• Referring to FIG. 9, an exemplary embodiment of the biasing member [0035] 74 is illustrated in three views, a front, a back and a side view. The biasing member 74 can be known as a beam biasing member and/or a bracket biasing member. The biasing member 74 in the embodiment shown is a torsion spring configuration. There can be other configurations of the biasing member as well, such as a torsion element, friction rings, and the like. The torsion spring can couple with the hinge body 34 and the coupling members 62, 64, 76, and 78, as well as accommodate the coupling hinge pins 54, 56, 58 and 60 within a minimal area. The biasing member 74 can maintain the relationship between the hinge body 34 and the couplings 20, 24 even with a mounted load, such as a display. Additionally, the biasing member 74 in cooperation with the couplings 20, 24 can be manually manipulated lithly to allow for multiple degrees of adjustment between the couplings 20, 24 and the hinge body 34.
  • Referring to FIG. 10 an illustration of a stable support system [0036] 110 is shown at an edge of the workspace surface 111. The stable support system 110 is also configured to remain stable (not topple over) even when both or just one of the arched bases 112, 114 is located at an edge of a surface 111. The stable support system 110 is configured with exceptional balance, such that the multi-hinge and display can be extended or adjusted up to about 10 degrees of tilt (rotation) relative to the normal of workspace surface 111 and remain stabilized (i.e., not fall over).
  • The stable support system is capable of providing a wide range of adjustment as well as ample storage for stowing workspace peripherals, under the weight of a large display, while providing stability and safety. The enhanced safety of having a support system that will remain standing while being adjusted over a wide range of motion is a great asset in the workplace. [0037]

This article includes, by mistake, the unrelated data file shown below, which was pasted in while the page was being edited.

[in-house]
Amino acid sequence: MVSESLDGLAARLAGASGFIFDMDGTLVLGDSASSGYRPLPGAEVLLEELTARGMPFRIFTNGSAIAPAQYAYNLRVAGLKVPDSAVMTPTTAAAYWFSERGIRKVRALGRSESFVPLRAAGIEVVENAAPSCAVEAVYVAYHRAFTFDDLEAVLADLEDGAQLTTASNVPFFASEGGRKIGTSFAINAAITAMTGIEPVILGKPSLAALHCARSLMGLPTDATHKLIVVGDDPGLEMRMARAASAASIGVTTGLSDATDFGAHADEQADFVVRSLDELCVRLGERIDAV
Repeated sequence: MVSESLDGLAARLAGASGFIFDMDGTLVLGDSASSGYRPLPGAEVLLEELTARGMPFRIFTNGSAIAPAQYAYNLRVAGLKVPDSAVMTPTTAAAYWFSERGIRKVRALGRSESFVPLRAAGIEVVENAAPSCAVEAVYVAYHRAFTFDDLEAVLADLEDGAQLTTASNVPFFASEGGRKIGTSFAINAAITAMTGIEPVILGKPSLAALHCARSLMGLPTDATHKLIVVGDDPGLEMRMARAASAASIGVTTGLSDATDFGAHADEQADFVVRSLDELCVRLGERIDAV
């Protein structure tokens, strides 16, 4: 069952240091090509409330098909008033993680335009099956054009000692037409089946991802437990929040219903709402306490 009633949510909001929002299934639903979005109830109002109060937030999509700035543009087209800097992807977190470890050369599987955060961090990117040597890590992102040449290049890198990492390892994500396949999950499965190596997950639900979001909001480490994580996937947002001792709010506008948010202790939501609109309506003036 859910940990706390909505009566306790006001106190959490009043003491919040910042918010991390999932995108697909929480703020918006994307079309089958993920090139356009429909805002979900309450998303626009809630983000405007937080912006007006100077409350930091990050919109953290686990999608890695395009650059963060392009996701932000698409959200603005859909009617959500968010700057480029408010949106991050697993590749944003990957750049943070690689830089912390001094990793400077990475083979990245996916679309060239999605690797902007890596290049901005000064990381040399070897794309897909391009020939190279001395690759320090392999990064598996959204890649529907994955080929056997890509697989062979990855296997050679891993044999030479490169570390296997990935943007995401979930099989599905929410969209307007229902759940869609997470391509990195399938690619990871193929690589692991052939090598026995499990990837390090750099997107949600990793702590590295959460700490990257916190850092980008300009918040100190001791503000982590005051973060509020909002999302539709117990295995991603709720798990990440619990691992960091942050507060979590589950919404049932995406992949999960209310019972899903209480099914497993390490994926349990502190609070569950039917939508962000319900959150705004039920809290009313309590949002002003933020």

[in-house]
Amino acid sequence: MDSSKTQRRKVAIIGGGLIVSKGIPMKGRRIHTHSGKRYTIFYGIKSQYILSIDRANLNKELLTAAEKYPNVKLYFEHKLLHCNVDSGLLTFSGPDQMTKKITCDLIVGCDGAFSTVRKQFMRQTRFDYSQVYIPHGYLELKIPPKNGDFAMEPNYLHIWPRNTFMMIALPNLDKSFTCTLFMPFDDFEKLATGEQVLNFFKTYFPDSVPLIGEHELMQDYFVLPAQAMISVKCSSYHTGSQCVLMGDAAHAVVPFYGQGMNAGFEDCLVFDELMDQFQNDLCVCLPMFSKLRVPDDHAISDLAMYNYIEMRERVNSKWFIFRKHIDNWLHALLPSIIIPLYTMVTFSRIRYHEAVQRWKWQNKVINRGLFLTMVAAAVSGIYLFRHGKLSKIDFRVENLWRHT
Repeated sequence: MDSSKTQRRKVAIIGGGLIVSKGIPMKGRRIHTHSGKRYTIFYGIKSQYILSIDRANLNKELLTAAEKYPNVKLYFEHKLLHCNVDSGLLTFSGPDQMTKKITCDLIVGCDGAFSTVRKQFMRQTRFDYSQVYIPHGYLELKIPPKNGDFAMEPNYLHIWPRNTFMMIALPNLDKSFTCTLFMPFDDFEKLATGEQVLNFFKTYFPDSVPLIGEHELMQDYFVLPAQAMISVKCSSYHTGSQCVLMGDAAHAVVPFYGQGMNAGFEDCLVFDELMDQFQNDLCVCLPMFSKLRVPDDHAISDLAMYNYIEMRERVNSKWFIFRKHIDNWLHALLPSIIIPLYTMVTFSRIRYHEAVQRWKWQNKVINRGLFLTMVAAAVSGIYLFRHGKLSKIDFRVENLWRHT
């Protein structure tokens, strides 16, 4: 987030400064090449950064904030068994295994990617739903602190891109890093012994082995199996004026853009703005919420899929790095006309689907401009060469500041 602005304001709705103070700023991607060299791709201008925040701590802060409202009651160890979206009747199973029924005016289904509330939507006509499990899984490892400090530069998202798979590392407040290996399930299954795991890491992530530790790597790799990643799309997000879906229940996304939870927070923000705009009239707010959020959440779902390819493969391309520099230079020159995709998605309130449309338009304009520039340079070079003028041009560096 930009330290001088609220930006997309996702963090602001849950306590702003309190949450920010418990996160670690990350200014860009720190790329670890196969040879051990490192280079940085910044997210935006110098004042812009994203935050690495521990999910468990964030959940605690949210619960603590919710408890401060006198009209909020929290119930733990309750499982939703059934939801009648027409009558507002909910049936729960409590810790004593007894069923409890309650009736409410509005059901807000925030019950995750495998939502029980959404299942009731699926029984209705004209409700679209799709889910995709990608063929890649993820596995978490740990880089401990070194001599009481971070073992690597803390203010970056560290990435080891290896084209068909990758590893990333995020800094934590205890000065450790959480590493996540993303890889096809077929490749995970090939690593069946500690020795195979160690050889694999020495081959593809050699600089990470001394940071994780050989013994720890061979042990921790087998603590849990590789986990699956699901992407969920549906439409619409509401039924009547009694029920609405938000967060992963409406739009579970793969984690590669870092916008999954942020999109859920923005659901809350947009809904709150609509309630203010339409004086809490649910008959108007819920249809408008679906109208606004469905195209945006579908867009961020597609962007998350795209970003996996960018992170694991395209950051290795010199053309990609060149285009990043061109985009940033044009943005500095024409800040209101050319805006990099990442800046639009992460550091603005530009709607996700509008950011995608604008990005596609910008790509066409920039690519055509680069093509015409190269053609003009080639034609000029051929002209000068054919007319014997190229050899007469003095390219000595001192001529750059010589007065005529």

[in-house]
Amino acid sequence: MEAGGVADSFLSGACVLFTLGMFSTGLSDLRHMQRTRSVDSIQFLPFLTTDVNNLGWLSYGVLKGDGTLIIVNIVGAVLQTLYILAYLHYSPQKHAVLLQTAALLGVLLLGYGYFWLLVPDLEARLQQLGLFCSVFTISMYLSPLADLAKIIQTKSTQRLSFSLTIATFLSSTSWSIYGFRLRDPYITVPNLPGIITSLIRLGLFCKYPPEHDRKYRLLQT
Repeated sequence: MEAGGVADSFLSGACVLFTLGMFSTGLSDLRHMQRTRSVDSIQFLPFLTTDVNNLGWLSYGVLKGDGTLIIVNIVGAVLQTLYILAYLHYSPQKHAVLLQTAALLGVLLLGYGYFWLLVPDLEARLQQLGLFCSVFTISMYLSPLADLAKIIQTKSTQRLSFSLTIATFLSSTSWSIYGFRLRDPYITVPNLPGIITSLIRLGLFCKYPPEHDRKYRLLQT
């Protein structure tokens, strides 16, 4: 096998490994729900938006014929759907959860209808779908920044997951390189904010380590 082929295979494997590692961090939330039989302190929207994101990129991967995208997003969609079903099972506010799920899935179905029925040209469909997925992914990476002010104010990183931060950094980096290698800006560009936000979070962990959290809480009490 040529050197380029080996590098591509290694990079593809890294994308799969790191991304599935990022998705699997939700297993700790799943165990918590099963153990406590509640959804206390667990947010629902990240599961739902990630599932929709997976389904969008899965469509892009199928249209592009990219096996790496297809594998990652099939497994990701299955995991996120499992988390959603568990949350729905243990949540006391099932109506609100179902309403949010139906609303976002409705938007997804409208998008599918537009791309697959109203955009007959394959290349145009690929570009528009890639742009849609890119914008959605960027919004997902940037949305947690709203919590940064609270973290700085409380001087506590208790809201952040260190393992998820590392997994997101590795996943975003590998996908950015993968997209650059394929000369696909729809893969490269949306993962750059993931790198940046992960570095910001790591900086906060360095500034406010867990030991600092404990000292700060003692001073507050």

• While embodiments and applications of this disclosure have been illustrated and described, it would be apparent to those skilled in the art that many more modifications than mentioned above are possible without departing from the inventive concepts herein. The disclosure, therefore, is not to be restricted except in the spirit of the appended claims. [0038]

Claims (21)

    What is claimed is:
  1. 1. A stable support system comprising:
    a first arched base having a first arch member;
    a first web disposed between said first arch member;
    a second arched base having a second arch member;
    a second web disposed between said second arch member;
    an arched beam having a first end coupled to said first arched base and a second end coupled to said second arched base;
    a multi-hinge coupled to said arched beam; and
    a display coupled to said multi-hinge, wherein said first arched base and said second arched base are configured to stabilize the stable support system.
  2. 2. The stable support system of claim 1 wherein said first arched base and said second arched base are configured to stabilize the stable support system when said first arched base and said second arched base are partially disposed on a surface.
  3. 3. The stable support system of claim 1 wherein said first arched base and said second arched base are configured to stabilize the stable support system when said first arched base and said second arched base are partially disposed over an edge of a surface.